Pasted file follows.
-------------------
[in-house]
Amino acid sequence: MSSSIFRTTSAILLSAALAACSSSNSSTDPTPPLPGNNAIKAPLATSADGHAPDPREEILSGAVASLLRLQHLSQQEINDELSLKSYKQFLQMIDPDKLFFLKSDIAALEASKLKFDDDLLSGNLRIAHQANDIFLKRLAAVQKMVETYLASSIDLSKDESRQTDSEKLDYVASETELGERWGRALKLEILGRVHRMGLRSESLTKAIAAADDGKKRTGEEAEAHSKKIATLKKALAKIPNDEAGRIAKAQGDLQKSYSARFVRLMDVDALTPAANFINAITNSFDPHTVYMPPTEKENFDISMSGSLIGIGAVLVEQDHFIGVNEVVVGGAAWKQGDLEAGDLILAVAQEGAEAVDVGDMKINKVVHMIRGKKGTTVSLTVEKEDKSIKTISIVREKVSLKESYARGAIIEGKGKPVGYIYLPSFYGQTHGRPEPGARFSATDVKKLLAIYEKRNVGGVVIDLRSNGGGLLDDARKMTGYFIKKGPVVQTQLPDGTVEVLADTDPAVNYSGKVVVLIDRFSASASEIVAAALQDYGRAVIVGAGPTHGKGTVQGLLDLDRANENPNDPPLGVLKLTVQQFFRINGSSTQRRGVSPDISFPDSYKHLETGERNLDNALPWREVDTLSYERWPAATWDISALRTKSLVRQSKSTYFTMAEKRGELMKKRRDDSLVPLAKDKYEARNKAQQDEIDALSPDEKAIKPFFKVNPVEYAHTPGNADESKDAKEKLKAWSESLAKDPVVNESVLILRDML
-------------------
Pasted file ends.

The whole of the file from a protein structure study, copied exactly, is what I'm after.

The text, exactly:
[in-house]
Amino acid sequence: MSSSIFRTTSAILLSAALAACSSSNSSTDPTPPLPGNNAIKAPLATSADGHAPDPREEILSGAVASLLRLQHLSQQEINDELSLKSYKQFLQMIDPDKLFFLKSDIAALEASKLKFDDDLLSGNLRIAHQANDIFLKRLAAVQKMVETYLASSIDLSKDESRQTDSEKLDYVASETELGERWGRALKLEILGRVHRMGLRSESLTKAIAAADDGKKRTGEEAEAHSKKIATLKKALAKIPNDEAGRIAKAQGDLQKSYSARFVRLMDVDALTPAANFINAITNSFDPHTVYMPPTEKENFDISMSGSLIGIGAVLVEQDHFIGVNEVVVGGAAWKQGDLEAGDLILAVAQEGAEAVDVGDMKINKVVHMIRGKKGTTVSLTVEKEDKSIKTISIVREKVSLKESYARGAIIEGKGKPVGYIYLPSFYGQTHGRPEPGARFSATDVKKLLAIYEKRNVGGVVIDLRSNGGGLLDDARKMTGYFIKKGPVVQTQLPDGTVEVLADTDPAVNYSGKVVVLIDRFSASASEIVAAALQDYGRAVIVGAGPTHGKGTVQGLLDLDRANENPNDPPLGVLKLTVQQFFRINGSSTQRRGVSPDISFPDSYKHLETGERNLDNALPWREVDTLSYERWPAATWDISALRTKSLVRQSKSTYFTMAEKRGELMKKRRDDSLVPLAKDKYEARNKAQQDEIDALSPDEKAIKPFFKVNPVEYAHTPGNADESKDAKEKLKAWSESLAKDPVVNESVLILRDML